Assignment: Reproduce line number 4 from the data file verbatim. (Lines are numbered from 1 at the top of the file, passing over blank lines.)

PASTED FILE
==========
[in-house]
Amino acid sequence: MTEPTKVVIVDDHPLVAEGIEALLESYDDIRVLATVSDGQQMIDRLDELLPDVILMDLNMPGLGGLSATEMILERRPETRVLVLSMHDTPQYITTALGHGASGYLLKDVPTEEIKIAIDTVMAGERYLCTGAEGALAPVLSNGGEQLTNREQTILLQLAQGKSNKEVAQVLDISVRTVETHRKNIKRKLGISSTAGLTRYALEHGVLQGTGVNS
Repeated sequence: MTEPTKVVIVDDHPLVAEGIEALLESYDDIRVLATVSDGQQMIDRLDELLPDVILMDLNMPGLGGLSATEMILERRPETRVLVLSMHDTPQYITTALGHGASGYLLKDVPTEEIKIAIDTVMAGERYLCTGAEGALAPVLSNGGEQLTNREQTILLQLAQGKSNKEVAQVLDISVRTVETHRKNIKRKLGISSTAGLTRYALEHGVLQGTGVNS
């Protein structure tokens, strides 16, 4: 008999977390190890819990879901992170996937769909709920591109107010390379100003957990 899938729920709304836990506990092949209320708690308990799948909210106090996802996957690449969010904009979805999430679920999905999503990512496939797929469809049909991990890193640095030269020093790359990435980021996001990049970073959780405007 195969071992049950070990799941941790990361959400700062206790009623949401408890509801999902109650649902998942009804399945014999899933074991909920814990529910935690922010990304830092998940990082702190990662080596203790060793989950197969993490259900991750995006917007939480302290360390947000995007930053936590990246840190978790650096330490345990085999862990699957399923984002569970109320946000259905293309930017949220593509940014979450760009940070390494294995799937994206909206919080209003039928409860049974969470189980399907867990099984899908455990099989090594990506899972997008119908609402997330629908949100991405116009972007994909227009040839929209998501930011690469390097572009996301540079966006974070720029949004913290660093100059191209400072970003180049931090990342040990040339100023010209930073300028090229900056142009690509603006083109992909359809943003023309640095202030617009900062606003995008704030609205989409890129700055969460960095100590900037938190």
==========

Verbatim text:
């Protein structure tokens, strides 16, 4: 008999977390190890819990879901992170996937769909709920591109107010390379100003957990 899938729920709304836990506990092949209320708690308990799948909210106090996802996957690449969010904009979805999430679920999905999503990512496939797929469809049909991990890193640095030269020093790359990435980021996001990049970073959780405007 195969071992049950070990799941941790990361959400700062206790009623949401408890509801999902109650649902998942009804399945014999899933074991909920814990529910935690922010990304830092998940990082702190990662080596203790060793989950197969993490259900991750995006917007939480302290360390947000995007930053936590990246840190978790650096330490345990085999862990699957399923984002569970109320946000259905293309930017949220593509940014979450760009940070390494294995799937994206909206919080209003039928409860049974969470189980399907867990099984899908455990099989090594990506899972997008119908609402997330629908949100991405116009972007994909227009040839929209998501930011690469390097572009996301540079966006974070720029949004913290660093100059191209400072970003180049931090990342040990040339100023010209930073300028090229900056142009690509603006083109992909359809943003023309640095202030617009900062606003995008704030609205989409890129700055969460960095100590900037938190």